The Stanford Office of Admission received a record-high 30,349 applications for the Class of 2013, representing a 20 percent increase from last year’s cycle.
Although applications to universities across the country were expected to rise this application season, the number of students competing for a spot in Stanford’s next freshman class is the largest in the University’s history, said Director of Admission Shawn Abbott in an email to The Daily.
A University press release published earlier this month noted that 25,000 students were expected to apply by the regular decision deadline.
“The overall response to our outreach was clearly positive if you look at application numbers alone,” Abbott said. “My hunch, however, is that Stanford’s new financial aid policies were the likely cause of such a surge in applications.”
Brown, Harvard, Duke and the Massachusetts Institute of Technology also saw applicant pools increase by more than 10 percent from last year. According to a Bloomberg article, students are embracing the ease of a common form by submitting applications to more universities than in the past.
Stanford became a user of the Common Application site in 2006, though applicants are also required to submit a supplemental application form.
Ari Andersen, a senior at Malibu High School in Southern California, applied to Stanford via regular decision in addition to nine other schools. He said applying to at least 10 colleges was normal for students in his senior class, but applying to various institutions for fear of not getting in is not a big issue.
“I applied to some University of California schools I wouldn’t necessarily have applied to if it wasn’t for their financial aid programs,” Andersen said. “I applied regular decision [to all schools] because I wanted to keep my options open.”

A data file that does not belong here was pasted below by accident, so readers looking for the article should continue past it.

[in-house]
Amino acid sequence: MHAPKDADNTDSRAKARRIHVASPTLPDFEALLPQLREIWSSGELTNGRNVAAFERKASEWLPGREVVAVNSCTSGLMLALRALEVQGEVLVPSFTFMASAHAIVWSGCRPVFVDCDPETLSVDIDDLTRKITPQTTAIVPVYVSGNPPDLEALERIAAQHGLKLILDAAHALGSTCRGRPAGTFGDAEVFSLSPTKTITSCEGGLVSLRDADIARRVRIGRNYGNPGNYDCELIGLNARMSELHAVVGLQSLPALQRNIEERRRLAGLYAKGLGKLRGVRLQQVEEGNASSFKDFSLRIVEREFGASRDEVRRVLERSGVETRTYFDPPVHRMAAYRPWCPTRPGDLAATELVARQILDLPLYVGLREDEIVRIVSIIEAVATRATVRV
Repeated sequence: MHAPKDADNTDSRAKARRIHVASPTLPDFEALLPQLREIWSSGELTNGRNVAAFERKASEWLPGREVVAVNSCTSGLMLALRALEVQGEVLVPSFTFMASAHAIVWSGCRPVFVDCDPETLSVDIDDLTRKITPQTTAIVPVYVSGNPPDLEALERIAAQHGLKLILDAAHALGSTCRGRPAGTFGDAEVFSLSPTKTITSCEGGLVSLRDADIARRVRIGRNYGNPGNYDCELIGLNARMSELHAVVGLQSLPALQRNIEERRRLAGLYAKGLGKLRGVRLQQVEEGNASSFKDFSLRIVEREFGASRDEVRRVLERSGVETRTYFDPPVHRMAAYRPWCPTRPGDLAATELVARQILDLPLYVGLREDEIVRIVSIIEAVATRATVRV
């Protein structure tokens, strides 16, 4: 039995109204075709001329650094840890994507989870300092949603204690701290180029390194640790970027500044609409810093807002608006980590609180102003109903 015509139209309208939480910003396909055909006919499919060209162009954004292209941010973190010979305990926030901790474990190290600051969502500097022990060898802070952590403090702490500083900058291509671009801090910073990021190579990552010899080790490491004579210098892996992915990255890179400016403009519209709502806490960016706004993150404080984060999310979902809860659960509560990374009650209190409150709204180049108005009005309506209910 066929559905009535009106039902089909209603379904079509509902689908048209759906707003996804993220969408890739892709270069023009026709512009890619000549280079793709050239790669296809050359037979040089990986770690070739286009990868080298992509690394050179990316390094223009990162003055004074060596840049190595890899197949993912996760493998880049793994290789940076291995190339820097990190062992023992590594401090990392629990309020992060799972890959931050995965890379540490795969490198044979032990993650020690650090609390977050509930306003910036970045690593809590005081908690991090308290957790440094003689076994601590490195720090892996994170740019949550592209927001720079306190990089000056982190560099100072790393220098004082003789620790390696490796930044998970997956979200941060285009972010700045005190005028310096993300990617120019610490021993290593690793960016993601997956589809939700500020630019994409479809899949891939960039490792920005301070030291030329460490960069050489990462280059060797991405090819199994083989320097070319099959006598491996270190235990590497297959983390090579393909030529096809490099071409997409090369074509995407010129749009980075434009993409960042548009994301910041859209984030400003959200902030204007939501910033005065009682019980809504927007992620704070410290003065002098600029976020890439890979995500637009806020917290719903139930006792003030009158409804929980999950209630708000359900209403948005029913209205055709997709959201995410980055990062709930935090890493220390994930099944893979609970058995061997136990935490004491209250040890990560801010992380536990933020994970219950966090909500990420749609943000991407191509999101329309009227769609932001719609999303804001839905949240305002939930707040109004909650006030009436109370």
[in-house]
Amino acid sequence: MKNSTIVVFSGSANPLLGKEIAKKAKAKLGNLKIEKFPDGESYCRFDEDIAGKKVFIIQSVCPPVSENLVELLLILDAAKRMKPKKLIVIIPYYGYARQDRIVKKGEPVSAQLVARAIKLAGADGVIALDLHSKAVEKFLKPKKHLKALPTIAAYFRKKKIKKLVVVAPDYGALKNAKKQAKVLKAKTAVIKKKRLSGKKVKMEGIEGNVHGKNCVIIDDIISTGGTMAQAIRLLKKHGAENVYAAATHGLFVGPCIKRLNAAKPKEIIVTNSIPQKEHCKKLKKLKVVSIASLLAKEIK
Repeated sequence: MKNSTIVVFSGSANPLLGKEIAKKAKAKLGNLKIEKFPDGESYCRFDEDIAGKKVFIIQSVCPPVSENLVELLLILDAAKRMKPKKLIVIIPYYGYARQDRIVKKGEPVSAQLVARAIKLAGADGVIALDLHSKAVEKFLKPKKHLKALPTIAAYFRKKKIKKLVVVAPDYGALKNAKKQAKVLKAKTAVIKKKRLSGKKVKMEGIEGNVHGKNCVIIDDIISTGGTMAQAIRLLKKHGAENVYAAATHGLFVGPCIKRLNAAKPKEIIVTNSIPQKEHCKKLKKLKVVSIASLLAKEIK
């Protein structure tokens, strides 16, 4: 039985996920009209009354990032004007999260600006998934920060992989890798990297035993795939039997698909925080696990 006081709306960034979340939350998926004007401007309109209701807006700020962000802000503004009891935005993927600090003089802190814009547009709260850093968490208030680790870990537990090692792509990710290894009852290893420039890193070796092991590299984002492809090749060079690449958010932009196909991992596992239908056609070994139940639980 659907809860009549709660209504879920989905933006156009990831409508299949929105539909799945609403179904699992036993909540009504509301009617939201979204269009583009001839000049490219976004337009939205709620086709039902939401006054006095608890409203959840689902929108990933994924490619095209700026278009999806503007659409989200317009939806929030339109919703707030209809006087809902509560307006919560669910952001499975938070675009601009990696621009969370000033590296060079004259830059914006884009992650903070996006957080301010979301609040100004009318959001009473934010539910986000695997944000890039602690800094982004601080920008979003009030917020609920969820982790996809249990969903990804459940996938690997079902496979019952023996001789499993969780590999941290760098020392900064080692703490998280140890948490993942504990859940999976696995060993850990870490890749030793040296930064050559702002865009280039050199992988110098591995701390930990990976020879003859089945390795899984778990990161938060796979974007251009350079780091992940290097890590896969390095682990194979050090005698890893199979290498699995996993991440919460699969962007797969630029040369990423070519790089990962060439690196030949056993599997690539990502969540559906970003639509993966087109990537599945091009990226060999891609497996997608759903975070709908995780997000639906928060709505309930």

Andersen speculated that the Stanford application seems more appealing because of its availability and the range of questions asked, including “questions about regular life.”
“The application process is repetitive, but [Stanford’s] application takes the whole student into account,” he said.
In addition to Stanford’s streamlined financial aid program, an updated outreach program including a pilot interview process in six cities was implemented this admission year. Abbott said it is “too early to tell” what the impact of the optional interview process will be, but that this and other outreach programs will be reevaluated in the spring.
Although the applicant pool has increased substantially this season, Abbott said even fewer students would be offered a spot in next year’s freshman class in an effort to avoid over-enrolling, as the admission office did the past two years.
“We will be very conservative with our admission offers this year because we cannot over-enroll the freshman class this year,” Abbott said. “We expect to admit fewer students than we did last year.”
“If we are under our enrollment target we will admit students from the wait list,” the admission director added.